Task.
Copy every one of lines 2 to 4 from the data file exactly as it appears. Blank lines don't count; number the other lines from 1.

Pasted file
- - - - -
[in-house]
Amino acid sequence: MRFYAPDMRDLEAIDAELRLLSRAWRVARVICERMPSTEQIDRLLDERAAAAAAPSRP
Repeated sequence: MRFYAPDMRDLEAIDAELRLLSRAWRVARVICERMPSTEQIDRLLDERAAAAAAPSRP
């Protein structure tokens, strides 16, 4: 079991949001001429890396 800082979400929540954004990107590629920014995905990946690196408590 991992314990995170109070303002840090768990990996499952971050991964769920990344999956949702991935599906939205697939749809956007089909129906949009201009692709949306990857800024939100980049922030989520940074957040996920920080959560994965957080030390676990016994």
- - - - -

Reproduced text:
Amino acid sequence: MRFYAPDMRDLEAIDAELRLLSRAWRVARVICERMPSTEQIDRLLDERAAAAAAPSRP
Repeated sequence: MRFYAPDMRDLEAIDAELRLLSRAWRVARVICERMPSTEQIDRLLDERAAAAAAPSRP
């Protein structure tokens, strides 16, 4: 079991949001001429890396 800082979400929540954004990107590629920014995905990946690196408590 991992314990995170109070303002840090768990990996499952971050991964769920990344999956949702991935599906939205697939749809956007089909129906949009201009692709949306990857800024939100980049922030989520940074957040996920920080959560994965957080030390676990016994």